February 8, 2021 |

In the frame of “An Internet of Soft Things” based at Nottingham Trent University and funded by the EPSRC, UK.

Dimensions: various.
Materials: Electronic components (vibrating motors, Leds, diodes, resistors, sensors, breadboards, wires, Arduino board, Photon boards), conductive textiles (fibers and fabrics), calico, felt.
Techniques: Laser cut, sewing, soldering, embroidery.

Project description

“An Internet of Soft Things” project challenged how a radically connected world would be designed to benefit human wellbeing, and in particular, what types of experience can be instigated from smart textile interfaces. The aim of the research project was to use textile craft practice and smart materials alongside therapeutic approaches to contribute to the development of a wellbeing and mental health toolkit to support future client work for Mind – the UK’s largest mental health charity.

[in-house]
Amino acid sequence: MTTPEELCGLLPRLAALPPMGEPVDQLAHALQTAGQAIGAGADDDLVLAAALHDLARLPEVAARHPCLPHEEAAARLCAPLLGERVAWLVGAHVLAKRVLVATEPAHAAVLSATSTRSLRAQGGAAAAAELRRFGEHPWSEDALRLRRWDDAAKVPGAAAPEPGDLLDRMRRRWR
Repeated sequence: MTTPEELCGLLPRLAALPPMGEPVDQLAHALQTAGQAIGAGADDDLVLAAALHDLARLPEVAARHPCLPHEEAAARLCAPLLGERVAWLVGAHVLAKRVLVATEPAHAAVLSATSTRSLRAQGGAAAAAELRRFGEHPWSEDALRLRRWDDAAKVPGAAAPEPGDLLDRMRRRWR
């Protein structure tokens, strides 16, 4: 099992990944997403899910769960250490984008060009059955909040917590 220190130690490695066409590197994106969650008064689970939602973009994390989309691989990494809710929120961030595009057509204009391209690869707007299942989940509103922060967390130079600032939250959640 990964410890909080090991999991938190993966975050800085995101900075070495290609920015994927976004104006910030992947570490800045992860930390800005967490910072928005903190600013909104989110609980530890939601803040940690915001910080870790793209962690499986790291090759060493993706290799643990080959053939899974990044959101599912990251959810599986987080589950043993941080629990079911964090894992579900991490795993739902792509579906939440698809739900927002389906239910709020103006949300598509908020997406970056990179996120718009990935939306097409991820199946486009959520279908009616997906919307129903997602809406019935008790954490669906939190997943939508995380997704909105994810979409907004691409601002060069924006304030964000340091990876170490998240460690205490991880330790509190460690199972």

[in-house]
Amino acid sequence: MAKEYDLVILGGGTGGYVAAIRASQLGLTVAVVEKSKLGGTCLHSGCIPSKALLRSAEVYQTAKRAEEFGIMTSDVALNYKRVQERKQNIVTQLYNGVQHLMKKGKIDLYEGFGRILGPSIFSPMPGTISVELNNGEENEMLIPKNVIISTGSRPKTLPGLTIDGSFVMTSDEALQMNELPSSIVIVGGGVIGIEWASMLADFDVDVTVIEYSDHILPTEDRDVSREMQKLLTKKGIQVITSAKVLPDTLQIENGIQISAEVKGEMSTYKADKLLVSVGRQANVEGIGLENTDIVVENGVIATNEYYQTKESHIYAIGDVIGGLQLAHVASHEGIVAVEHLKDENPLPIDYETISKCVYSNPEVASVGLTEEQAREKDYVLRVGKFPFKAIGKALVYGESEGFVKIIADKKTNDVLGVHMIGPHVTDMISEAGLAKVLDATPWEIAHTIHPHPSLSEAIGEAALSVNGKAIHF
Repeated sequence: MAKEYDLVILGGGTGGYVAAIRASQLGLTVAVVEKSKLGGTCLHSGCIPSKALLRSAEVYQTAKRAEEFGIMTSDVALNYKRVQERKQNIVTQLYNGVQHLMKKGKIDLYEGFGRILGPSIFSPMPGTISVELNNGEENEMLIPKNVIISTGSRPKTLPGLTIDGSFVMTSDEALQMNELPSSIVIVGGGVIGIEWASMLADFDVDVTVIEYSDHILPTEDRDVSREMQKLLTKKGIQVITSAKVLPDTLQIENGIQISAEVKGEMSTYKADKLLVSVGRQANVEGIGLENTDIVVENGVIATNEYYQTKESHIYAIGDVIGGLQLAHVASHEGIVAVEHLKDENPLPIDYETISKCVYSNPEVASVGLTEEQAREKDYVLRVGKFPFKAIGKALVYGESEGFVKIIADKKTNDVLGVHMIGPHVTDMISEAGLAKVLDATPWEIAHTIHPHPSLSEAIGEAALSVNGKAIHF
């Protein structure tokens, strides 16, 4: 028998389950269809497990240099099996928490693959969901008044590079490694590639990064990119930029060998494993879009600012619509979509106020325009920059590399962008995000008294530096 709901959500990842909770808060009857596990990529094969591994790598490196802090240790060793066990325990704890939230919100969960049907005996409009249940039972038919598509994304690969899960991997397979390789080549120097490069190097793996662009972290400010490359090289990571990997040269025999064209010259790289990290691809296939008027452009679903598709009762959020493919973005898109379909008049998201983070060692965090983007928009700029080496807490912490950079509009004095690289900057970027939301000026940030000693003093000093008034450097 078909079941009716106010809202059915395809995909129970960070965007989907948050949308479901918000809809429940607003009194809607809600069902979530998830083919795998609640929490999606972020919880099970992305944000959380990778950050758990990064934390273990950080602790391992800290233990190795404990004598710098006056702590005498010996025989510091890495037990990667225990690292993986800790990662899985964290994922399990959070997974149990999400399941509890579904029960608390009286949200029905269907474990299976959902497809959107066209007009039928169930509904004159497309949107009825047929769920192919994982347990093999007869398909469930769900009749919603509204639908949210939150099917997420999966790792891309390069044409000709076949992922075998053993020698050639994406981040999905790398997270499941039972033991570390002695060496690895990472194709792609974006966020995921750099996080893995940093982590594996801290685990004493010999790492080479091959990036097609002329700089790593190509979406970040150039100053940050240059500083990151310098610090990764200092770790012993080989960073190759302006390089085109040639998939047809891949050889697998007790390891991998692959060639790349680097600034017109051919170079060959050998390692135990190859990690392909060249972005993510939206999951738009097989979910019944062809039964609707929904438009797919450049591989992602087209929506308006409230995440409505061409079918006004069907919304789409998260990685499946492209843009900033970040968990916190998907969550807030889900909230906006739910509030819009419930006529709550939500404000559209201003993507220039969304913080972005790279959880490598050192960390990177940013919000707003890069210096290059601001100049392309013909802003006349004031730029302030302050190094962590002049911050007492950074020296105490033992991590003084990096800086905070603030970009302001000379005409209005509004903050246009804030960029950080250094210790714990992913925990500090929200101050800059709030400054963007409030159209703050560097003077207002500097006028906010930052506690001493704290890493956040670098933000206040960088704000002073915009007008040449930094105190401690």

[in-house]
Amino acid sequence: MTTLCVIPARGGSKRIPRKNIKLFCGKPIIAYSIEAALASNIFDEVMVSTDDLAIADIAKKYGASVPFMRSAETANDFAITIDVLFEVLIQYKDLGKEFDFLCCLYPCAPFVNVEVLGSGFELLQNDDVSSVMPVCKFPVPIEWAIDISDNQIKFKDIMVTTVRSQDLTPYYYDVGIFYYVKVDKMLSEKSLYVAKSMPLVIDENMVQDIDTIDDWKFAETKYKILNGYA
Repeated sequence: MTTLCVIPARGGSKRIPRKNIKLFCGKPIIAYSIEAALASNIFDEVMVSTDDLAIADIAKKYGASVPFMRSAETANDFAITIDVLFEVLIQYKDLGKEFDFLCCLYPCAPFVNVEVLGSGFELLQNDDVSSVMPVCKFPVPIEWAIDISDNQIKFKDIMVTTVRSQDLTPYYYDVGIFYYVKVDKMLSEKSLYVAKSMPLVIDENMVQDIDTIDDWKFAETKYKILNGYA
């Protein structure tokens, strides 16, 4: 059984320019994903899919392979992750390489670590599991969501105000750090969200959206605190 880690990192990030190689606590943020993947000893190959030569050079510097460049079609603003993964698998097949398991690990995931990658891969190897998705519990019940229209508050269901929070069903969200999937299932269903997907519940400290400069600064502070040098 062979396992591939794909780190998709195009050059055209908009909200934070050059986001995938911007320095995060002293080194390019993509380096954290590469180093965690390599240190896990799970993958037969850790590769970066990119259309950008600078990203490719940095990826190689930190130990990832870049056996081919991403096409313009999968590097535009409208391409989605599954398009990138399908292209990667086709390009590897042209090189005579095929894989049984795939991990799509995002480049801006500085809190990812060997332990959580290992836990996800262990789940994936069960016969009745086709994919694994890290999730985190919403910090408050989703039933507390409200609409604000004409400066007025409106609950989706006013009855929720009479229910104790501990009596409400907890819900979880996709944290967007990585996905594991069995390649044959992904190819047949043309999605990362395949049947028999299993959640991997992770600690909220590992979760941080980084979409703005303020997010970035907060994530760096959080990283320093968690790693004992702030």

A series of hand-hold textile objects, a reactive rug, a vibrating textile object and a series of cushions were design and networked. These electronic objects were used to collect data from the participants in relation to everyday activities such as journeys between home and Mind centers or around town, as well as to illustrate electronic textiles technical possibilities: a digital input and an analogue input, as well as wireless communication in relationship to other objects developed in the frame of the project.

My role in the project was to contribute to the development of e-textiles objects, to ensure the technical reliability of electronic components and to develop soft circuitry. I was also the organizer of Arcintex’15 workshops that took place in Nottingham in February 2015.

The “Vibrating Surface” prototype has been exhibited during eTextile Cuvée 2016, Paillard Contemporary Art Center, France.

[ngg src=”galleries” ids=”12″ display=”basic_thumbnail” override_thumbnail_settings=”1″ thumbnail_width=”400″ thumbnail_height=”300″ number_of_columns=”4″ show_slideshow_link=”0″]